Federal appeals panel reinstates whistle-blowing officer’s lawsuit
A former police officer in Pomona, Calif., who alleges that he was retaliated against after blowing the whistle on corruption in the department, has had his civil rights lawsuit reinstated by a federal appeals court panel.
Jed Blair sued the city, the chief of police and 50 unnamed defendants in the department, alleging he was subjected to a pattern of harassment after he blew the whistle on corruption within the department’s Major Crimes Task Force.
After an officer told him of alleged abuses within the task force, including the planting of heroin on a subject, Blair reported the allegations to his superiors in April 1995.
As a result of the disclosure, the task force was temporarily disbanded and several officers were suspended.
After Blair reported the allegations of corruption, he claimed he was subjected to numerous retaliatory acts, including:
- Finding the words “rat” and “a——” written on his locker.
Finding his locker wired shut.
Finding one of his uniform shirts placed in a urinal.
Not receiving requested police backup while he was preparing to make an arrest.
Having his wife taunted by fellow officers.
In September 1996, Blair sued, alleging that the department had engaged in a pattern or custom of retaliation against whistle-blowing police officers. In October 1995, Blair left work, saying he could not feel comfortable with his fellow officers. He received disability payments for a year and then took a leave of absence without pay for several months. Several doctors who examined Blair said he was too “sensitized” to return to work. The city eventually terminated him for absence from duty without leave in December 1997.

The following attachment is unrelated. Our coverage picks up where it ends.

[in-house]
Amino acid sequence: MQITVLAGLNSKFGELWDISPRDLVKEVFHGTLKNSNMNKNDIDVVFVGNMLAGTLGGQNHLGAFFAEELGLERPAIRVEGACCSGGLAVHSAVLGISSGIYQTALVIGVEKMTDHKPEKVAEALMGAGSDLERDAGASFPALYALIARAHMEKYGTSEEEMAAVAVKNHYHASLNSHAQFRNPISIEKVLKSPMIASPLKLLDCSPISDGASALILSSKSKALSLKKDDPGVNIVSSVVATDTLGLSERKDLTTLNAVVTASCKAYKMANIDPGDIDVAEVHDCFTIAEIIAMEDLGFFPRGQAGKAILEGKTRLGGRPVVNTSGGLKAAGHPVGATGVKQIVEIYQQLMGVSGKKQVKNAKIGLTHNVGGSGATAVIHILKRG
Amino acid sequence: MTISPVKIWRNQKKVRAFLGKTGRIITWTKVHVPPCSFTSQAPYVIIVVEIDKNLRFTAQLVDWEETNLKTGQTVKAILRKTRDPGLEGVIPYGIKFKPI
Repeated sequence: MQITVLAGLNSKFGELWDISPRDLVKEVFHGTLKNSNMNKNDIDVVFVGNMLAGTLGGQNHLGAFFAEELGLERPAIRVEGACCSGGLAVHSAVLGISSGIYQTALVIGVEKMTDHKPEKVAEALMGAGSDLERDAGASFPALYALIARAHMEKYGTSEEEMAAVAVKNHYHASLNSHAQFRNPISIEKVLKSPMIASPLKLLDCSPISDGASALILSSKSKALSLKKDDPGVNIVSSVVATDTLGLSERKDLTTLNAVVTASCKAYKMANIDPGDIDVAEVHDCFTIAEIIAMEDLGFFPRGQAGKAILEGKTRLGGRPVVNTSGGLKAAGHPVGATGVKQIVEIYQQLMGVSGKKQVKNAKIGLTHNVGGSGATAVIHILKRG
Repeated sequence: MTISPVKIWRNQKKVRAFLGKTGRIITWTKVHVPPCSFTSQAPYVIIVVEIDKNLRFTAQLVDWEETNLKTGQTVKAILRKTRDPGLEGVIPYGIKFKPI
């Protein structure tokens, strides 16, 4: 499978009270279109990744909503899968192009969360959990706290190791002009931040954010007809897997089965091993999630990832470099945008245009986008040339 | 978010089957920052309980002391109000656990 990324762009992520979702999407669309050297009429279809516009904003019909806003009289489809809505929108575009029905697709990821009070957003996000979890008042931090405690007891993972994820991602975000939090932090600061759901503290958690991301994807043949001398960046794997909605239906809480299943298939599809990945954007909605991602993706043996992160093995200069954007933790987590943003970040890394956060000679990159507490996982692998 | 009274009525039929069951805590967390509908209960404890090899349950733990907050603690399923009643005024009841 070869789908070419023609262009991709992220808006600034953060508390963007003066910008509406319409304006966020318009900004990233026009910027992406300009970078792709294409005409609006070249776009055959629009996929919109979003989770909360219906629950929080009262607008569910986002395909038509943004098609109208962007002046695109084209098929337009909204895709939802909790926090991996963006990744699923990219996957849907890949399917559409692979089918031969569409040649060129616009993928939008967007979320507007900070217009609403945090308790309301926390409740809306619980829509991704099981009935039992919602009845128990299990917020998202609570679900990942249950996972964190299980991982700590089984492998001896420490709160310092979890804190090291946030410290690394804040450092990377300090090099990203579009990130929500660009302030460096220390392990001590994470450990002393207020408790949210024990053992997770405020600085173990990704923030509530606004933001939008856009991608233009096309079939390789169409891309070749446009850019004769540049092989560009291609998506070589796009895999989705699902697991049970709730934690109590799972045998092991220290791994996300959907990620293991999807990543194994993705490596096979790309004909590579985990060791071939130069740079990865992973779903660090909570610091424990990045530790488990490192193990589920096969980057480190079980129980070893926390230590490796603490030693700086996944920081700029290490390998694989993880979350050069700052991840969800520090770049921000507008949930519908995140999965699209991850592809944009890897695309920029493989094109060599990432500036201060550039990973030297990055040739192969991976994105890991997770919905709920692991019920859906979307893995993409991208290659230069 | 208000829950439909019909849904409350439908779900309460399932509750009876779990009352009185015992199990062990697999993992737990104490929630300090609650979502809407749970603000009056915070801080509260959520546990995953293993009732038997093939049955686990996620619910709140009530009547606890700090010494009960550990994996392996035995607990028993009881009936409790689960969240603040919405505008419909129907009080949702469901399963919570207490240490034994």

In February 1998, U.S. District Judge Ronald S.W. Lew granted summary judgment to the defendants, finding that Blair did not demonstrate a pattern of civil rights violations.
On appeal, a three-judge panel of the 9th U.S. Circuit Court of Appeals reversed in Blair v. City of Pomona, sending the case back to the lower court for trial.
“Blair had the right under the First Amendment to inform his superiors of misconduct,” the court wrote in its March 21 opinion.
From April to October 1995, Blair “was subjected to a series of acts that a reasonable factfinder could infer were inflicted by members of the Department with the knowledge and tacit connivance of those running the Department.”
“This evidence, if believed by the jury, would be sufficient to establish that the Department had the custom of chastising whistleblowers,” the appeals court wrote.
The 9th Circuit noted that the city’s explanations and defenses, which may be valid, are “proper for a jury to consider but not effective to sustain summary judgment.”
Anne Richardson, Blair’s attorney, said the decision “absolutely affirms the First Amendment rights of police officers to speak out against police abuse.”
“The decision is also particularly important because it deals with the issues of what constitutes an adverse employment action and what constitutes a custom for purposes of a civil rights lawsuit,” she said.
“The decision also takes a very strong stand against the codes of silence that exist in numerous police departments across the country,” she said.
Calls placed to the defendants’ attorney were not returned.